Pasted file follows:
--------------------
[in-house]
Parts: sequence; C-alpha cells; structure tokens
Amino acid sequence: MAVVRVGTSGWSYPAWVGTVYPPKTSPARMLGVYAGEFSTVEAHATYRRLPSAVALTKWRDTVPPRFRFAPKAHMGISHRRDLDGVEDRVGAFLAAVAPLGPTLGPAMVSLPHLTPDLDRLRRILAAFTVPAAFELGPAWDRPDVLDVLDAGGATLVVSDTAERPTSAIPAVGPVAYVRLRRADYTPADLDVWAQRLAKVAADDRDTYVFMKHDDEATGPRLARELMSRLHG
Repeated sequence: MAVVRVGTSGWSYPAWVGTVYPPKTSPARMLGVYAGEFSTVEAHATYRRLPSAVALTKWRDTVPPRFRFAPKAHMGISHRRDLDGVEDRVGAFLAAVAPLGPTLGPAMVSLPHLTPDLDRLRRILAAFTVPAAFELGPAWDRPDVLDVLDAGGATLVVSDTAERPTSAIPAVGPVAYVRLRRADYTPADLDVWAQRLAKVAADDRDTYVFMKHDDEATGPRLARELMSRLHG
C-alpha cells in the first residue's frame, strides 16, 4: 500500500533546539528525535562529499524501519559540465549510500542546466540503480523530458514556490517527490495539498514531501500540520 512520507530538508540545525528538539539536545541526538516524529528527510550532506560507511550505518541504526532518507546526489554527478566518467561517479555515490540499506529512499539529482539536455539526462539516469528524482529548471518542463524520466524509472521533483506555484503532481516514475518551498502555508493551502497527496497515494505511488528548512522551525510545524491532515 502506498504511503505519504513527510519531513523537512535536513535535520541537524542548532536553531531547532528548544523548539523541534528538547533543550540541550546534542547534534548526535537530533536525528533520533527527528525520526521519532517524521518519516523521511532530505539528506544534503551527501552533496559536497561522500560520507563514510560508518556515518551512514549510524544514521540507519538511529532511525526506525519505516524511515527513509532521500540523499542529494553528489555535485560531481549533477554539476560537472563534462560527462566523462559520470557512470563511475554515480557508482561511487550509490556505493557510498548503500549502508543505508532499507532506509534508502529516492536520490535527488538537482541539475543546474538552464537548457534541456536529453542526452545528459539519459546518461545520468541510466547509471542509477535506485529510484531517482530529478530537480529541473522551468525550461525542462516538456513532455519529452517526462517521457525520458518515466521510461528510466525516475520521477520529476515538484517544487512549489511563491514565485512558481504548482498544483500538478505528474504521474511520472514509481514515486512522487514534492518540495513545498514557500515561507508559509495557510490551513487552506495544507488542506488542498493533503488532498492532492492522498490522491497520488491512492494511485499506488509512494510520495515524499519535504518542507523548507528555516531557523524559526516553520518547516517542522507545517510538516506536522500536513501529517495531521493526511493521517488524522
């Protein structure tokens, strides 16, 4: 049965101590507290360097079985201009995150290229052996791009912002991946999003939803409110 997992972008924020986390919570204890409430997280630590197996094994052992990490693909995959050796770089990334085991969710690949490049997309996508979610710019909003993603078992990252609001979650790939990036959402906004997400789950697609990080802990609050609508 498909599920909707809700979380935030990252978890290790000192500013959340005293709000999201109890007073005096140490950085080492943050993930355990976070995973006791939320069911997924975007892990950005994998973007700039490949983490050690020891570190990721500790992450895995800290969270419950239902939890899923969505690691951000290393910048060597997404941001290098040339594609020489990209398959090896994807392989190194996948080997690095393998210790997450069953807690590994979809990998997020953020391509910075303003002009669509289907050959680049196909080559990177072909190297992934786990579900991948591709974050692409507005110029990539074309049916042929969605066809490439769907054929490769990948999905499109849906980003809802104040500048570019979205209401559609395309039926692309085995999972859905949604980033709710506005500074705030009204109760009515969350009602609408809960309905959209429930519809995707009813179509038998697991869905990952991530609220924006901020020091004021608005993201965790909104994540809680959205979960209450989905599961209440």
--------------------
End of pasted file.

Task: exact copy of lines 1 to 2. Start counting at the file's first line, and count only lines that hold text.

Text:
[in-house]
Parts: sequence; C-alpha cells; structure tokens